The Sūtra of the Jewelled Primary Activities of Bodhisattvas (Chn. Pusa Yingluo Benye Jing 菩薩瓔珞本業經) is one text which expressly gives the aspirant consent to receive the precepts without a physical preceptor under certain conditions. See the following.
《菩薩瓔珞本業經》卷2〈7 大眾受學品〉：「佛子。受戒有三種受。一者諸佛菩薩現在前受。得真實上品戒。二者諸佛菩薩滅度後。千里內有先受戒菩薩者。請為法師教授我戒。我先禮足應如是語。請大尊者。為師授與我戒。其弟子得正法戒。是中品戒。三佛滅度後千里內無法師之時。應在諸佛菩薩形像前。胡跪合掌自誓受戒。應如是言。我某甲白十方佛及大地菩薩等。我學一切菩薩戒者。是下品戒。」(CBETA, T24, no. 1485, p. 1020, c4-12)
Sons of the Buddha! In receiving the precepts there are three types of reception. The first is receiving them before physically present buddhas and bodhisattvas. One receives truly high disposition precepts. The second is where after the buddhas and bodhisattvas have passed away, if there is within a thousand miles a bodhisattva who has received the precepts, one requests them to be a Dharma Master to teach and transmit to one the precepts. One first pays respects at their feet and should speak such: "Please great venerable one, act as a master to transmit to me the precepts." The disciple then obtains the precepts of the True Dharma. These are middle disposition precepts. The third is when after the Buddha has passed away and there is no Dharma Master within a thousand miles one should go before images of buddhas and bodhisattvas. Kneeling and with hands folded one makes vows and receives the precepts by oneself. One should speak as such: "I (name) respectfully address the buddhas of the ten directions and bodhisattvas of the great earth. I am one who will practice all bodhisattva precepts." These are the lower disposition precepts.
This is not unlike the Brahma Net Sūtra which also expressly allows for self-ordination.
《梵網經》卷2：「若佛子。佛滅度後。欲心好心受菩薩戒時。於佛菩薩形像前自誓受戒。當七日佛前懺悔。得見好相便得戒。若不得好相。應二七三七乃至一年。要得好相。得好相已。便得佛菩薩形像前受戒。若不得好相。雖佛像前受。戒不得戒。若現前先受菩薩戒法師前受戒時。不須要見好相何以故。以是法師師師相授故。不須好相。是以法師前受戒即得戒。以生重心故便得戒。若千里內無能授戒師。得佛菩薩形像前受戒而要見好相。」(CBETA, T24, no. 1484, p. 1006, c5-15)
You sons of the Buddha! After the Buddha has passed when one has a good attitude and mind desiring to receive the bodhisattva precepts, one may go before images of the Buddha and bodhisattvas to make vows and receive the precepts alone. One should practise confession for seven days in front of the Buddha. It is when one witnesses auspicious signs that the precepts have been obtained. If one does not attain auspicious signs, then one must after fourteen or twenty-one days, or even up to a year, attain auspicious signs. When the auspicious signs have been attained, one then may go before the images of the Buddha and bodhisattvas to receive the precepts. If one does not attain auspicious signs, then even if one receives the precepts before a Buddha image, the precepts will not [really] have been obtained. If there is physically present one Dharma Master who has previously received the bodhisattva precepts and one then goes before them to receive the precepts, then there is no need to witness auspicious signs. Why? It is because the Dharma Master's masters have successively transmitted them. There is no need for auspicious signs. Therefore, going before the Dharma Master to receive the precepts one obtains the precepts. This is because having produced a serious mind one thus obtains the precepts. If within a thousand miles there is no master who can transmit precepts, one then goes before images of the Buddha and bodhisattvas to receive the precepts, though one must witness auspicious signs.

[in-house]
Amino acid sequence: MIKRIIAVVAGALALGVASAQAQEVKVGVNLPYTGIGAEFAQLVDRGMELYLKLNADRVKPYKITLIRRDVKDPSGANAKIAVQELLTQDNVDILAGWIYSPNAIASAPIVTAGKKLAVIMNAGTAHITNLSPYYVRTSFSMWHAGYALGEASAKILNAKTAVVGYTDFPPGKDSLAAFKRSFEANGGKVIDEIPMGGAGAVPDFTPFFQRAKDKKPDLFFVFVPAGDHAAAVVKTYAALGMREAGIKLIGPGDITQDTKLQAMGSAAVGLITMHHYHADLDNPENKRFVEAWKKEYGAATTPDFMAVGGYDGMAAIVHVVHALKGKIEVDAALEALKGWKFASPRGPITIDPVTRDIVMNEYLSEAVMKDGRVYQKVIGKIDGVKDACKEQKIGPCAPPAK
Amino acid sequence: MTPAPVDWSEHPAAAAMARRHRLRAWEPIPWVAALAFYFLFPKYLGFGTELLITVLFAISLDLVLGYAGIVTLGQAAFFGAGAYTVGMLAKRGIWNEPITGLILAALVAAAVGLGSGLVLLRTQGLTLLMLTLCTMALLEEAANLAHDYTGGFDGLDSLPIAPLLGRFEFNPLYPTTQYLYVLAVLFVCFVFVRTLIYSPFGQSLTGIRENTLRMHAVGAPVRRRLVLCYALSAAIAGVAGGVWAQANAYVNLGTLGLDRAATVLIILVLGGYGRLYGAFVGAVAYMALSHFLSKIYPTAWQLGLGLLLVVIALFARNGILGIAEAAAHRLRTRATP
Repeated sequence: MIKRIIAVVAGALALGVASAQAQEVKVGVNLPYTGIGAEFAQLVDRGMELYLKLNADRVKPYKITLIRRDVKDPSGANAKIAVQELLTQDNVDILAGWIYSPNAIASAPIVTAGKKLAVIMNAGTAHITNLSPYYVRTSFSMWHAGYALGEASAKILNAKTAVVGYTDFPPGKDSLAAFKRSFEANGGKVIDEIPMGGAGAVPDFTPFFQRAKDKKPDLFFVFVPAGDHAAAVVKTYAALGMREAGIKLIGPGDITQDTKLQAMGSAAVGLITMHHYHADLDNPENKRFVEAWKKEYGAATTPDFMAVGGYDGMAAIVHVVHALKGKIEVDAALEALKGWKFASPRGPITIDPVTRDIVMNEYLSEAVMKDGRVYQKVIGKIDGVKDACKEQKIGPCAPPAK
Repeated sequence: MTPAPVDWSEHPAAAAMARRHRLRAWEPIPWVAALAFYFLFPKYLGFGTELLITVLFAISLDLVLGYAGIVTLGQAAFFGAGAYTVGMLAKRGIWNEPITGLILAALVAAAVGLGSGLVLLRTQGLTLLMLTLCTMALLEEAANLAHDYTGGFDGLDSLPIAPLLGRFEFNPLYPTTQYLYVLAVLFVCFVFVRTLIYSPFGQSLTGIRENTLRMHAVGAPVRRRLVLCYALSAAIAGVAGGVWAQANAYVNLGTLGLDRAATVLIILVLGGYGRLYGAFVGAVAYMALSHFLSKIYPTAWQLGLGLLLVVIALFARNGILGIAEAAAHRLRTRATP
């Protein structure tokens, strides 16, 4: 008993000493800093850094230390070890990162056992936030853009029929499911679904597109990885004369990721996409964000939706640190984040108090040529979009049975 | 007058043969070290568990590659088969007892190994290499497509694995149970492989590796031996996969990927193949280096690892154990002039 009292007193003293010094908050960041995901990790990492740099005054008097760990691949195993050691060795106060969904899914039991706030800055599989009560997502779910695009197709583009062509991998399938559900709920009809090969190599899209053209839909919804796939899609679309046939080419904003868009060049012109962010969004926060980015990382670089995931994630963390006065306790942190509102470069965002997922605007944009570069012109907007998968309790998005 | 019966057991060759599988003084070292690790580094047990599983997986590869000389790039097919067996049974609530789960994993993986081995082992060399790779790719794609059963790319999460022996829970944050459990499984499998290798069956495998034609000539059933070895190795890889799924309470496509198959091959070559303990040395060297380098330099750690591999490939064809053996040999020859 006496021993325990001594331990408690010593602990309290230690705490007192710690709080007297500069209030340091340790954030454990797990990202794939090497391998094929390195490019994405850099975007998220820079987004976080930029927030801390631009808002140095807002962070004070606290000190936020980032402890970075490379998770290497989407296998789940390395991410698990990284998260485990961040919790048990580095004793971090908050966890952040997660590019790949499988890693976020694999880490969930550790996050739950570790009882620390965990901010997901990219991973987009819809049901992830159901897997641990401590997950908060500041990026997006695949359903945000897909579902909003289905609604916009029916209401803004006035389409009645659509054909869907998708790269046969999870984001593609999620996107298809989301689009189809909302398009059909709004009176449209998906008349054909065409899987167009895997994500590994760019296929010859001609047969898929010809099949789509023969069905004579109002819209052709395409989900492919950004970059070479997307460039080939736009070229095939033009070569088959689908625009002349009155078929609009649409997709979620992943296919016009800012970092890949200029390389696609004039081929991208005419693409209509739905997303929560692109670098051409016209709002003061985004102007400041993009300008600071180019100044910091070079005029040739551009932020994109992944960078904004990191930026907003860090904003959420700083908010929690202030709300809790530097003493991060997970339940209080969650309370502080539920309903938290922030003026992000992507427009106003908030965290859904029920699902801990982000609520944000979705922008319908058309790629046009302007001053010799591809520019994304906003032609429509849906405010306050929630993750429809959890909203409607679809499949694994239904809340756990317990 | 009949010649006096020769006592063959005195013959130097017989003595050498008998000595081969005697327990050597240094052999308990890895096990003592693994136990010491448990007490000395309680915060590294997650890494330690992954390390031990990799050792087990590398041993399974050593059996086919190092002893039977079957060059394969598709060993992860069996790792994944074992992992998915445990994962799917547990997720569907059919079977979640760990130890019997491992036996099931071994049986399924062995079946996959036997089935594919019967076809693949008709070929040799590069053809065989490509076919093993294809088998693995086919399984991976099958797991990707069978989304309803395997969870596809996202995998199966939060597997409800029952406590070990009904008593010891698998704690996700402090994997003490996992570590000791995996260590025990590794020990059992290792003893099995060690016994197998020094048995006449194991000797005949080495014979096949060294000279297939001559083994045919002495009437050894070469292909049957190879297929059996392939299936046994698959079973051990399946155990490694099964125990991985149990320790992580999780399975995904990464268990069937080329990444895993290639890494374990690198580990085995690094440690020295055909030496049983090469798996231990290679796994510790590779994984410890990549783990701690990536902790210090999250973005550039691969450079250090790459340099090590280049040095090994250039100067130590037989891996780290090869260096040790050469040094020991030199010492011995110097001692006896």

As to what these "auspicious signs" (Chn. hao xiang 好相) are, they are defined as follows in the text:
《梵網經》卷2：「好相者。佛來摩頂見光見華種種異相。」(CBETA, T24, no. 1484, p. 1008, c17)
Auspicious signs are various odd signs such as the Buddha rubbing one's head, seeing light and seeing flowers.
Needless to say, this is a mystic's approach to spiritual practice. However, I suspect there is something behind the mention of having no preceptor available and thus the need for a means to receive precepts while also stipulating conditions.